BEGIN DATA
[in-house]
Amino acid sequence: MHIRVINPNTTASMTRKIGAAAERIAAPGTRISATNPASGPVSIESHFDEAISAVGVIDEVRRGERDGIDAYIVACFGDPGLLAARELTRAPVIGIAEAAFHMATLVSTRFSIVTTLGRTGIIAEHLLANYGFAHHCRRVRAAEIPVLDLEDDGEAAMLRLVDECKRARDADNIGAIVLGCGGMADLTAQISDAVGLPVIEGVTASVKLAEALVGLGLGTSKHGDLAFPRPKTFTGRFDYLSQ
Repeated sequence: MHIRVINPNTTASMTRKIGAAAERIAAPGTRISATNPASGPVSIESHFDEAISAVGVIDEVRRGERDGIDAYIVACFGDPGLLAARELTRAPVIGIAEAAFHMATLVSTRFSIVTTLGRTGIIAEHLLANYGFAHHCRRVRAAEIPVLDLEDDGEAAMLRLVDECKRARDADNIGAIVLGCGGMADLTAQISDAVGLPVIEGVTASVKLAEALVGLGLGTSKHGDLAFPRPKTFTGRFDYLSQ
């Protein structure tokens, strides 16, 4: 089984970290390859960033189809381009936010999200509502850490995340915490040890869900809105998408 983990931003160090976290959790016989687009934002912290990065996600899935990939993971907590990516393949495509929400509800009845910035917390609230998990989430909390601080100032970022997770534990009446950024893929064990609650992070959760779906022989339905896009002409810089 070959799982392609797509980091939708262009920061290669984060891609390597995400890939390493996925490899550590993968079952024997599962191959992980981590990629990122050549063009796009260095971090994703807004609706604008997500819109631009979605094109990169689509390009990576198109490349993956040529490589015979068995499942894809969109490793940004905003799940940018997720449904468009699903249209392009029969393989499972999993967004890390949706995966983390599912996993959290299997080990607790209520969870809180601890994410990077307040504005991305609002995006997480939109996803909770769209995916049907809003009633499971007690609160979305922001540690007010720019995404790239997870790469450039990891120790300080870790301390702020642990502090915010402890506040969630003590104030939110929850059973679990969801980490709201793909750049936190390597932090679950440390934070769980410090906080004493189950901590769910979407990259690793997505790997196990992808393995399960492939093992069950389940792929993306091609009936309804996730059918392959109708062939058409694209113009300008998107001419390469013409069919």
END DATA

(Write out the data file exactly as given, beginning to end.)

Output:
[in-house]
Amino acid sequence: MHIRVINPNTTASMTRKIGAAAERIAAPGTRISATNPASGPVSIESHFDEAISAVGVIDEVRRGERDGIDAYIVACFGDPGLLAARELTRAPVIGIAEAAFHMATLVSTRFSIVTTLGRTGIIAEHLLANYGFAHHCRRVRAAEIPVLDLEDDGEAAMLRLVDECKRARDADNIGAIVLGCGGMADLTAQISDAVGLPVIEGVTASVKLAEALVGLGLGTSKHGDLAFPRPKTFTGRFDYLSQ
Repeated sequence: MHIRVINPNTTASMTRKIGAAAERIAAPGTRISATNPASGPVSIESHFDEAISAVGVIDEVRRGERDGIDAYIVACFGDPGLLAARELTRAPVIGIAEAAFHMATLVSTRFSIVTTLGRTGIIAEHLLANYGFAHHCRRVRAAEIPVLDLEDDGEAAMLRLVDECKRARDADNIGAIVLGCGGMADLTAQISDAVGLPVIEGVTASVKLAEALVGLGLGTSKHGDLAFPRPKTFTGRFDYLSQ
């Protein structure tokens, strides 16, 4: 089984970290390859960033189809381009936010999200509502850490995340915490040890869900809105998408 983990931003160090976290959790016989687009934002912290990065996600899935990939993971907590990516393949495509929400509800009845910035917390609230998990989430909390601080100032970022997770534990009446950024893929064990609650992070959760779906022989339905896009002409810089 070959799982392609797509980091939708262009920061290669984060891609390597995400890939390493996925490899550590993968079952024997599962191959992980981590990629990122050549063009796009260095971090994703807004609706604008997500819109631009979605094109990169689509390009990576198109490349993956040529490589015979068995499942894809969109490793940004905003799940940018997720449904468009699903249209392009029969393989499972999993967004890390949706995966983390599912996993959290299997080990607790209520969870809180601890994410990077307040504005991305609002995006997480939109996803909770769209995916049907809003009633499971007690609160979305922001540690007010720019995404790239997870790469450039990891120790300080870790301390702020642990502090915010402890506040969630003590104030939110929850059973679990969801980490709201793909750049936190390597932090679950440390934070769980410090906080004493189950901590769910979407990259690793997505790997196990992808393995399960492939093992069950389940792929993306091609009936309804996730059918392959109708062939058409694209113009300008998107001419390469013409069919």